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Legion:
That screw head looks pretty gouged, so at this point, drilling out the screw may be your best option. You can do this on a drill press at slow speed if you rig up a wooden jig or some other way to hold the receiver so that it doesn't move around and allow the bit to jump from the center of the steel screw to the soft aluminum receiver. Unless you have the equipment in your work shop and experience doing this task, paying a reputable gun smith would be the safest way to accomplish it. The $50-100 cost is a lot less than the value you will lose if you gouge the receiver and the gunsmith can loosen the other one for you as well while he has the receiver. Let us know how you solve it.
 

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Are you using a variable voltage soldering iron or one of those cheap 15w ones from radio shack? The hotter you can get the iron, the faster it will work and you won't be keeping it on there long enough to damage anything but the loctite.
 

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Man, you did a real number on that screw. I would carefully cut a slit in it and use a flat head but you will still have to break the loctite with heat first. I used a little torch on mine. I was careful and the anodizing looks just fine. Even with plenty of heat, it slightly bent my allen key and damaged the screw some. I was really surprised how hard it was. It might be best just to send it in and get a fresh start. I really like the GG&G mount. I think its the cleanest looking mount and works well but it can be a $%^&&* to install.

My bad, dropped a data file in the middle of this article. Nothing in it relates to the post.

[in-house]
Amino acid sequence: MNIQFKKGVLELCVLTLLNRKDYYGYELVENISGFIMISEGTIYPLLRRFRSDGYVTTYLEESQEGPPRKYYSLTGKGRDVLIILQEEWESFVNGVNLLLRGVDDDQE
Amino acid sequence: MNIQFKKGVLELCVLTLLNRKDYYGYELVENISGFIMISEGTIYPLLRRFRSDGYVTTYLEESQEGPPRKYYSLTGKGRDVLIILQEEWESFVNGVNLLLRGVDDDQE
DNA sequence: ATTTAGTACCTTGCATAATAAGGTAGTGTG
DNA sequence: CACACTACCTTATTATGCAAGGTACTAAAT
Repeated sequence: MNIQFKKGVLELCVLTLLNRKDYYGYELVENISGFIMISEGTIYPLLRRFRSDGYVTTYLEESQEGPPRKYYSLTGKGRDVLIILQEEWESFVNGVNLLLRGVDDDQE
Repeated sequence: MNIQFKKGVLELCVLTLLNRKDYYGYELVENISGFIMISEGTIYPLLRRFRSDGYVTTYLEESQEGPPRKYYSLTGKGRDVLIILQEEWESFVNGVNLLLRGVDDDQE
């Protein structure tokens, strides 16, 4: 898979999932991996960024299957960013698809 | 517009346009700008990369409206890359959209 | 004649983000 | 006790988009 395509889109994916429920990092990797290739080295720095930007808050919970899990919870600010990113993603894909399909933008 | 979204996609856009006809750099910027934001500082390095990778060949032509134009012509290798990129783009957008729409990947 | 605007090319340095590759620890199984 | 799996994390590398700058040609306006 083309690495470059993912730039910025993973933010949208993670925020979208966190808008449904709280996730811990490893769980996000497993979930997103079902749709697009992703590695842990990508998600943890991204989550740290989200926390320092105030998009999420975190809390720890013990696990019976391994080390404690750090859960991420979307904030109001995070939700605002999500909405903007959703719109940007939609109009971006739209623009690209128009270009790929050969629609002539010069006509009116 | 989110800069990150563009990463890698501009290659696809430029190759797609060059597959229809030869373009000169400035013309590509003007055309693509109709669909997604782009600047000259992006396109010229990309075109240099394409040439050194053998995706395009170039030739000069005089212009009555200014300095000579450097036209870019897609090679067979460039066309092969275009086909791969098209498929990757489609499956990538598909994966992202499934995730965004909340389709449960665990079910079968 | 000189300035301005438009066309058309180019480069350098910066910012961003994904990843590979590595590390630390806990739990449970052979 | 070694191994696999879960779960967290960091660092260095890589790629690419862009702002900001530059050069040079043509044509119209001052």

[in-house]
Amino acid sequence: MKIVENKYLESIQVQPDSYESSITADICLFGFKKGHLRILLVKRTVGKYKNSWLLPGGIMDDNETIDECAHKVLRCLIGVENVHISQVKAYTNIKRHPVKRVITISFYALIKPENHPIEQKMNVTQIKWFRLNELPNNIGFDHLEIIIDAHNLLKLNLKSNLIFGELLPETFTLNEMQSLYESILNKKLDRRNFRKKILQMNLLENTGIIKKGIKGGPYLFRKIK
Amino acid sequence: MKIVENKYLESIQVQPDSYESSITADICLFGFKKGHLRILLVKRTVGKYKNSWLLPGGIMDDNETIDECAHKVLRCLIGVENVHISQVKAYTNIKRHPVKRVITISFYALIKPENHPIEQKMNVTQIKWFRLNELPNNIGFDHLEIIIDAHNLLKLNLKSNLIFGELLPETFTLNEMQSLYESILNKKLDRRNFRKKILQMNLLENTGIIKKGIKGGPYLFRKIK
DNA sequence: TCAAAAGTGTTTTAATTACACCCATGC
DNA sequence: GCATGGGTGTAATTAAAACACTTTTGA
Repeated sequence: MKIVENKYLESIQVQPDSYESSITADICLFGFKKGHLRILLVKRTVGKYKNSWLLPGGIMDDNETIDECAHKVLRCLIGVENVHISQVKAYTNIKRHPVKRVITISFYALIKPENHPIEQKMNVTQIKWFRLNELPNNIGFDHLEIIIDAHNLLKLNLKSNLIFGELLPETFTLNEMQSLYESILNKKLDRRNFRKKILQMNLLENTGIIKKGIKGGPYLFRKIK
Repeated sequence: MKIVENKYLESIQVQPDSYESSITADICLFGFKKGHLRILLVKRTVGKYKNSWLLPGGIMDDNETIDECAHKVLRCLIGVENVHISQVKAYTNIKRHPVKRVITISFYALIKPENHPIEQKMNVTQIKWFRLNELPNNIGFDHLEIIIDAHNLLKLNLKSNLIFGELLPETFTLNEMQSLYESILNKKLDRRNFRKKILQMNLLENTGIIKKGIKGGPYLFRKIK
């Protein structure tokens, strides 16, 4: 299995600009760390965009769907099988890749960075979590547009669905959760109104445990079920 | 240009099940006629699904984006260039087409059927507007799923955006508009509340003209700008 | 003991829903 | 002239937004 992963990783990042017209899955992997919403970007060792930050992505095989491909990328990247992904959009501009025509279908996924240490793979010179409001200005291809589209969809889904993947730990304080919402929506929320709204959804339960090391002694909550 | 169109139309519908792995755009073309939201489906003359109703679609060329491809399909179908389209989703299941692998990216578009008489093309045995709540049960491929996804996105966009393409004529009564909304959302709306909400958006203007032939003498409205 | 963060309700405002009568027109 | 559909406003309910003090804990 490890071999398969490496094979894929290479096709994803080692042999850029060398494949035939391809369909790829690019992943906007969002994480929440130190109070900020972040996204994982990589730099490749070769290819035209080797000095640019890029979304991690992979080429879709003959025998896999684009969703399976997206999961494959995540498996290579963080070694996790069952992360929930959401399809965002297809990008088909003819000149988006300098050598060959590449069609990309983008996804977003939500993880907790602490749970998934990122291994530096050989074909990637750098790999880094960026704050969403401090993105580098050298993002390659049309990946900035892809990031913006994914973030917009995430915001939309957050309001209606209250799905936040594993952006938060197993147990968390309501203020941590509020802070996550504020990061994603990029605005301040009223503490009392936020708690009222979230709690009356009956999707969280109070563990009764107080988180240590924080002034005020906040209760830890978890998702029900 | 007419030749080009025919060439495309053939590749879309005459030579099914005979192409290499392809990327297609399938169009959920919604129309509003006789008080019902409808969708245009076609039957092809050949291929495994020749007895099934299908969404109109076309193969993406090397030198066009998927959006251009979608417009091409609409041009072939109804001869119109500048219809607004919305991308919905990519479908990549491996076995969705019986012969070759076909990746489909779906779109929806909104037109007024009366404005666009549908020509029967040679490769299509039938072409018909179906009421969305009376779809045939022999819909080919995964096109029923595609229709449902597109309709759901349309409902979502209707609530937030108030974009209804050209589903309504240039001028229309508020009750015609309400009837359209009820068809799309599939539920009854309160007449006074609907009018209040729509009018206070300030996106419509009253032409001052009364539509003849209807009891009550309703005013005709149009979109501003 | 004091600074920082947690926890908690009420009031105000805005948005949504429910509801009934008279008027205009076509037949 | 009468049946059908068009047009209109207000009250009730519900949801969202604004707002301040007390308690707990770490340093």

Did you ask ggg if they were willing to install it for a fee?
 

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Discussion Starter #9
Probably not helpful, but what kind of soldering iron are you using for heat? When I solder rf connectors, I have the same issue with conducting heat away from the work before the job gets done, when using an electronics or gun type iron.

I use a "heavier" density iron, about the size of your little finger in diameter, and let it preheat before tinning. This usually allows it to store the heat to a point I can heat the work and to the job before heat dissipates. They also have a heat sink paste available, that can suck out the heat conducted to the surrounding area needing protection that might protect your anodizing, etc.

just a thought.

pacer

It's an electronics soldering iron, not that heavy duty. Never heard of this heat sink paste, might have to look into that, especially if it's able to concentrate the heat.



Legion:
That screw head looks pretty gouged, so at this point, drilling out the screw may be your best option. You can do this on a drill press at slow speed if you rig up a wooden jig or some other way to hold the receiver so that it doesn't move around and allow the bit to jump from the center of the steel screw to the soft aluminum receiver. Unless you have the equipment in your work shop and experience doing this task, paying a reputable gun smith would be the safest way to accomplish it. The $50-100 cost is a lot less than the value you will lose if you gouge the receiver and the gunsmith can loosen the other one for you as well while he has the receiver. Let us know how you solve it.